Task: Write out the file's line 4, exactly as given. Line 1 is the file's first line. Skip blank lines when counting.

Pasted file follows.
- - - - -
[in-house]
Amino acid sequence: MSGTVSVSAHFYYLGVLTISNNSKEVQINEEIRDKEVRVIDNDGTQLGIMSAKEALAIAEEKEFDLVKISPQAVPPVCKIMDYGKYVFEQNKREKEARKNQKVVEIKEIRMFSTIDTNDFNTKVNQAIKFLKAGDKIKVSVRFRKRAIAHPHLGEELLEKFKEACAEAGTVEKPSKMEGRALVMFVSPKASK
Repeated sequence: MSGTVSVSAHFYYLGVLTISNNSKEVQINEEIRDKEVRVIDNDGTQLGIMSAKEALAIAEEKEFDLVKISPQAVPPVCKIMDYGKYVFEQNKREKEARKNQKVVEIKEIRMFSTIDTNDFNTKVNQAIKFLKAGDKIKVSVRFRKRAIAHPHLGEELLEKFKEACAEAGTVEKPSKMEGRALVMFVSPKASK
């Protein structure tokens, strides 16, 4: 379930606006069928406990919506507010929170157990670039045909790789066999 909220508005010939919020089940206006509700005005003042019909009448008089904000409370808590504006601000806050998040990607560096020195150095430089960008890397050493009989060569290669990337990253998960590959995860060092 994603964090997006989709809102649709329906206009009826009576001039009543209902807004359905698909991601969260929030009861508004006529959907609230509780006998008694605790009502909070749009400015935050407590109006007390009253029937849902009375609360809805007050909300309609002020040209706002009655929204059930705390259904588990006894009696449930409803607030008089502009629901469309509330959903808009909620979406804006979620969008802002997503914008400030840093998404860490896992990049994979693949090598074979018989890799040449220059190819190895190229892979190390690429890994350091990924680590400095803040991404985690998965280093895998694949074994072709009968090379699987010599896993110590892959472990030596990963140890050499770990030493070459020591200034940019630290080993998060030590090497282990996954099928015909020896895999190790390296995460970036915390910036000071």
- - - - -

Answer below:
């Protein structure tokens, strides 16, 4: 379930606006069928406990919506507010929170157990670039045909790789066999 909220508005010939919020089940206006509700005005003042019909009448008089904000409370808590504006601000806050998040990607560096020195150095430089960008890397050493009989060569290669990337990253998960590959995860060092 994603964090997006989709809102649709329906206009009826009576001039009543209902807004359905698909991601969260929030009861508004006529959907609230509780006998008694605790009502909070749009400015935050407590109006007390009253029937849902009375609360809805007050909300309609002020040209706002009655929204059930705390259904588990006894009696449930409803607030008089502009629901469309509330959903808009909620979406804006979620969008802002997503914008400030840093998404860490896992990049994979693949090598074979018989890799040449220059190819190895190229892979190390690429890994350091990924680590400095803040991404985690998965280093895998694949074994072709009968090379699987010599896993110590892959472990030596990963140890050499770990030493070459020591200034940019630290080993998060030590090497282990996954099928015909020896895999190790390296995460970036915390910036000071």